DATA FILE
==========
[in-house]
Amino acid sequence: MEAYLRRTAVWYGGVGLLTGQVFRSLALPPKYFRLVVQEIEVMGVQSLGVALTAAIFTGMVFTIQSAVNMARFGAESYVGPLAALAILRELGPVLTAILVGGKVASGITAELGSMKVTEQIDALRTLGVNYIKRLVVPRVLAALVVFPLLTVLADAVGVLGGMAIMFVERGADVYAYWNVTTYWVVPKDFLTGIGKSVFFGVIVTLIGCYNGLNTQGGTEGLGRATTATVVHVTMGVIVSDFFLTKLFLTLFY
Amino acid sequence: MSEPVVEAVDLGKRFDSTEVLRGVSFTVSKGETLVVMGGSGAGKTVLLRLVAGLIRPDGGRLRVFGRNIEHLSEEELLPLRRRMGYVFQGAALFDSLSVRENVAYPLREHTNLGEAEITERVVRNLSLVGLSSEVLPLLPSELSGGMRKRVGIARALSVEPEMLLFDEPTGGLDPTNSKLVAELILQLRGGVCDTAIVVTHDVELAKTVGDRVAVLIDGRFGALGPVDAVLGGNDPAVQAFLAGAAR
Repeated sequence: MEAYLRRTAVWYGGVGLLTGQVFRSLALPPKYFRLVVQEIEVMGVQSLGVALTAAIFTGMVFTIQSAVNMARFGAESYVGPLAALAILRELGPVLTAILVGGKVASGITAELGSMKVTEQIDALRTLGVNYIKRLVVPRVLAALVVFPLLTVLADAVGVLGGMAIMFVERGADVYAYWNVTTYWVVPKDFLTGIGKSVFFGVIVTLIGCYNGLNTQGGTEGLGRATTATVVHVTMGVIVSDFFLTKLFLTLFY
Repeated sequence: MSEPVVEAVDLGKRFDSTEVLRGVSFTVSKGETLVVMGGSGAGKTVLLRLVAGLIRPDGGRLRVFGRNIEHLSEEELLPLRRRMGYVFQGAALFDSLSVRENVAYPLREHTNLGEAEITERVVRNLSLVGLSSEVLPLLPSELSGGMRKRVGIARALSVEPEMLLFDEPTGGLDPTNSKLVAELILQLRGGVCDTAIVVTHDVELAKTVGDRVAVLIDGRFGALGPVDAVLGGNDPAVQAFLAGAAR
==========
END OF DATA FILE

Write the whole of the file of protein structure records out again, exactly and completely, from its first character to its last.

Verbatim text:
[in-house]
Amino acid sequence: MEAYLRRTAVWYGGVGLLTGQVFRSLALPPKYFRLVVQEIEVMGVQSLGVALTAAIFTGMVFTIQSAVNMARFGAESYVGPLAALAILRELGPVLTAILVGGKVASGITAELGSMKVTEQIDALRTLGVNYIKRLVVPRVLAALVVFPLLTVLADAVGVLGGMAIMFVERGADVYAYWNVTTYWVVPKDFLTGIGKSVFFGVIVTLIGCYNGLNTQGGTEGLGRATTATVVHVTMGVIVSDFFLTKLFLTLFY
Amino acid sequence: MSEPVVEAVDLGKRFDSTEVLRGVSFTVSKGETLVVMGGSGAGKTVLLRLVAGLIRPDGGRLRVFGRNIEHLSEEELLPLRRRMGYVFQGAALFDSLSVRENVAYPLREHTNLGEAEITERVVRNLSLVGLSSEVLPLLPSELSGGMRKRVGIARALSVEPEMLLFDEPTGGLDPTNSKLVAELILQLRGGVCDTAIVVTHDVELAKTVGDRVAVLIDGRFGALGPVDAVLGGNDPAVQAFLAGAAR
Repeated sequence: MEAYLRRTAVWYGGVGLLTGQVFRSLALPPKYFRLVVQEIEVMGVQSLGVALTAAIFTGMVFTIQSAVNMARFGAESYVGPLAALAILRELGPVLTAILVGGKVASGITAELGSMKVTEQIDALRTLGVNYIKRLVVPRVLAALVVFPLLTVLADAVGVLGGMAIMFVERGADVYAYWNVTTYWVVPKDFLTGIGKSVFFGVIVTLIGCYNGLNTQGGTEGLGRATTATVVHVTMGVIVSDFFLTKLFLTLFY
Repeated sequence: MSEPVVEAVDLGKRFDSTEVLRGVSFTVSKGETLVVMGGSGAGKTVLLRLVAGLIRPDGGRLRVFGRNIEHLSEEELLPLRRRMGYVFQGAALFDSLSVRENVAYPLREHTNLGEAEITERVVRNLSLVGLSSEVLPLLPSELSGGMRKRVGIARALSVEPEMLLFDEPTGGLDPTNSKLVAELILQLRGGVCDTAIVVTHDVELAKTVGDRVAVLIDGRFGALGPVDAVLGGNDPAVQAFLAGAAR